Preparing the Next Generation of Nurses

The Connecticut League for Nursing's guide to nursing education and professional development is now available online thanks to grant from The Community Foundation for Greater New Haven.
Naugatuck Valley Community College Nursing Class of 2016. Photo courtesy of CT League for Nursing.

There are a myriad of different options when choosing a nursing career and the Connecticut League for Nursing (CLN) is ready and available to help individuals make informed decisions about their futures.

For over 10 years the CLN has published a guide to nursing education and professional development. That spiral bound document is now available online at

What are the differences between nursing degrees, including undergraduate and graduate? What Connecticut schools offer nursing programs? How do you know what nursing track to take? What jobs await nursing school graduates?

All these questions and more are answered via this online guide. Also included is "Intentional Advisement," which offers "unbiased nursing counseling for those who are either interested in entering the profession of nursing, at any level, or looking to continue their education into graduate degrees," says CLN Executive Director Marcia Proto.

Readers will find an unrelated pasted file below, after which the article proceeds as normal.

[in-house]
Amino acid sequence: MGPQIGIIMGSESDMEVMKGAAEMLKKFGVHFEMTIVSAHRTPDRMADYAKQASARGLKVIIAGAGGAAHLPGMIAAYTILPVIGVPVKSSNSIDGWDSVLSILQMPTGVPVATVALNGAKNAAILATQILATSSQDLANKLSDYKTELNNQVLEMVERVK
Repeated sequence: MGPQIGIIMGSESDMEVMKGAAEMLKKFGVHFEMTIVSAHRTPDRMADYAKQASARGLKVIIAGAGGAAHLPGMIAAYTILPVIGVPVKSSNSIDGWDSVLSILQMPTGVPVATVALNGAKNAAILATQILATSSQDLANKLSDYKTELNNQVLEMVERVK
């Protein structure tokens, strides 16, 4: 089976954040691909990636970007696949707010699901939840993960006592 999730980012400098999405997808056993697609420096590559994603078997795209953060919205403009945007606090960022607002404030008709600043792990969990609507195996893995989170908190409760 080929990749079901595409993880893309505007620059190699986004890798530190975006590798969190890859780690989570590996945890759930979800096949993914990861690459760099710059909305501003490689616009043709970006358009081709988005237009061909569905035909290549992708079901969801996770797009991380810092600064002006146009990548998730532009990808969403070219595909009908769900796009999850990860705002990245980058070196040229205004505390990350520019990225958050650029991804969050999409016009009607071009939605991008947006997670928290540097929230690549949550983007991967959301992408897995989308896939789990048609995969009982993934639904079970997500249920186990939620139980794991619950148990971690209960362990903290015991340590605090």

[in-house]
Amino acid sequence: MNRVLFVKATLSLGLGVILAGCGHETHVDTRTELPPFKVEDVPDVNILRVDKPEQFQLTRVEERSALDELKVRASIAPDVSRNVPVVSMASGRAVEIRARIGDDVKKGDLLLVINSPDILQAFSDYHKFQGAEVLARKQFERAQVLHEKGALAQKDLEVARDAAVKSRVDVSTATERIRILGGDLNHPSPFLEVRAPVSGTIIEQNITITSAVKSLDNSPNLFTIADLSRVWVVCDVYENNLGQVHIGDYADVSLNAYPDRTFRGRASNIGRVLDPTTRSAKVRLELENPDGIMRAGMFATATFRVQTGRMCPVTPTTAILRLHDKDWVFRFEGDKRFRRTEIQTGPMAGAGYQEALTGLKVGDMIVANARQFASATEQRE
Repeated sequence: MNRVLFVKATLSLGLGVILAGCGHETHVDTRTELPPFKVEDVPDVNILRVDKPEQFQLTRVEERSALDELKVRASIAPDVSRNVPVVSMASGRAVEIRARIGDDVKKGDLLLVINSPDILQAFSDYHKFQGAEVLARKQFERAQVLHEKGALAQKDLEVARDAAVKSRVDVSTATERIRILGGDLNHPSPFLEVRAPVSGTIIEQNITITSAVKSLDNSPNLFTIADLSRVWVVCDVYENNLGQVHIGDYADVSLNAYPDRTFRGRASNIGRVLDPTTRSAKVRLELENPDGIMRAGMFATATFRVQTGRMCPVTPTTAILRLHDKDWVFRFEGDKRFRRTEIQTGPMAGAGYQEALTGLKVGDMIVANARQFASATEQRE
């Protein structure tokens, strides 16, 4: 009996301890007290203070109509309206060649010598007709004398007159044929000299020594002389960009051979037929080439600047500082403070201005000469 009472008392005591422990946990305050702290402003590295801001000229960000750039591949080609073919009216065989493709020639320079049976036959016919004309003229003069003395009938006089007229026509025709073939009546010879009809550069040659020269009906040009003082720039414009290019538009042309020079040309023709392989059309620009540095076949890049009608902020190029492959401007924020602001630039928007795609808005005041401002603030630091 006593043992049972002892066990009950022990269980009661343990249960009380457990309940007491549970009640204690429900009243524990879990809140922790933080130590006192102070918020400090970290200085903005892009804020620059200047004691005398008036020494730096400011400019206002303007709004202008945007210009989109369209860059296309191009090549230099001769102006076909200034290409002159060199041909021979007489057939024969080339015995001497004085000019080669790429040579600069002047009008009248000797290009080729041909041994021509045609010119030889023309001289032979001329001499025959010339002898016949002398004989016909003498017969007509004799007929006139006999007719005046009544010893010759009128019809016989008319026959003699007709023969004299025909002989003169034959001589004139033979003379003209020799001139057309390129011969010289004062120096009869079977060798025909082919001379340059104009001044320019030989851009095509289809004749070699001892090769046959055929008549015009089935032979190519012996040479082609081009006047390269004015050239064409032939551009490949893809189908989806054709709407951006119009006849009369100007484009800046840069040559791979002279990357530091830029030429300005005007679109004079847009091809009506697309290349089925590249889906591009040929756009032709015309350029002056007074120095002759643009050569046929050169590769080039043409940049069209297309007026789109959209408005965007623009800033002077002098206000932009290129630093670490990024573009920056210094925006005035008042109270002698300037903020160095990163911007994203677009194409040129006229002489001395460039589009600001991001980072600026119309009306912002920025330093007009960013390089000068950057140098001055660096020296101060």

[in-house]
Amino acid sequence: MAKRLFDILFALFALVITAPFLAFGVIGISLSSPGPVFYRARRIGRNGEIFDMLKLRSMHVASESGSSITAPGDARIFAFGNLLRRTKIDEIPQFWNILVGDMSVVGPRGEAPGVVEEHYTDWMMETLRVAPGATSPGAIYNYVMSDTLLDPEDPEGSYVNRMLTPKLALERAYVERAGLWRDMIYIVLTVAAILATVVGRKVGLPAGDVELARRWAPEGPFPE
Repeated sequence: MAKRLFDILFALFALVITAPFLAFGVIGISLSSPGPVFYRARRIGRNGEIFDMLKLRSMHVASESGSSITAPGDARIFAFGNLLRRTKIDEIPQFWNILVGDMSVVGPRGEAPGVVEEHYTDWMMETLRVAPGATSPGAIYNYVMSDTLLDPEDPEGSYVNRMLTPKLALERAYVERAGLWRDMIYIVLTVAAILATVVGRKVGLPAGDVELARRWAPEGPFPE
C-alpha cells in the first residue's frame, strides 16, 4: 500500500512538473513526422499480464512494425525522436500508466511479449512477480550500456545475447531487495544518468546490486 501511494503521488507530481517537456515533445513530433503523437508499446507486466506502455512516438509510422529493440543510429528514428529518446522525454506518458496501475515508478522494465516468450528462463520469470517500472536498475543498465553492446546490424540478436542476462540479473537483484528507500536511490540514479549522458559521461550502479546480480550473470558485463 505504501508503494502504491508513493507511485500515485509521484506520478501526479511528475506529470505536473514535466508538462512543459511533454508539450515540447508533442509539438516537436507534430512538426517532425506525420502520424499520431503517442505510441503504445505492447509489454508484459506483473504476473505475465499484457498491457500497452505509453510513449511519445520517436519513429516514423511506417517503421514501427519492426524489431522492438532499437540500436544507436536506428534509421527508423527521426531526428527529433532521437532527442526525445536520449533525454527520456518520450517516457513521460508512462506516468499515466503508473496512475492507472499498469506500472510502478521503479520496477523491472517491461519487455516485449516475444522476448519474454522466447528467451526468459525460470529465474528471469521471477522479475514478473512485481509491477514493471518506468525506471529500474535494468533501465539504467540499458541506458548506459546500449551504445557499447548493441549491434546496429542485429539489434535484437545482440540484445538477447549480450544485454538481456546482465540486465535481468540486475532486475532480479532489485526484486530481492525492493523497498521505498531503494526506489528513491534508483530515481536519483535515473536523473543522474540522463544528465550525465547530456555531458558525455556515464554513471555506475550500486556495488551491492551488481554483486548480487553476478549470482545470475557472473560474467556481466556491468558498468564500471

CLN has coaches available to work with individuals to make the best personal decisions.

The Community Foundation for Greater New Haven awarded CLN a year-round small grant of $1,800 to support the Intentional Advisement portion of the Online Nursing Guide.

In the State of Connecticut "we don't have a huge need for nurses right now," says Proto. As a result of this, hospitals are interested in hiring nurses with four year degrees. Hiring practices are bound to change within the next five years, however, when the third oldest nursing population in the country begins to retire, according to Proto. She believes that at that time, nurses with two year, associate degrees will be more likely to gain hospital employment.

With an ever changing job market it is essential that individuals entering nursing school have a clear plan of what their short and long-term goals are, and the CLN is prepared to assist them.

"This Intentional Advisement, really aligning personal need and personal preferences and career goals with what's available, is very important," says Proto.

The CLN anticipated that this coaching will produce well educated nurses that employers will take notice of when hiring.
"They know that that person, when they graduate, is personally invested, passionate about what they do and so super focused on the work on which they will be hired to do," says Proto. "It's a win, win all the way around."

For more information about CLN visit

Did You Know?

Nursing is the nation's largest health care profession, with more than 3.1 million registered nurses nationwide. Of all licensed RNs, 2.6 million or 84.8% are employed in nursing and nurses comprise the largest single component of hospital staff, are the primary providers of hospital patient care and deliver most of the nation's long-term care.

Source: American Association of Colleges of Nursing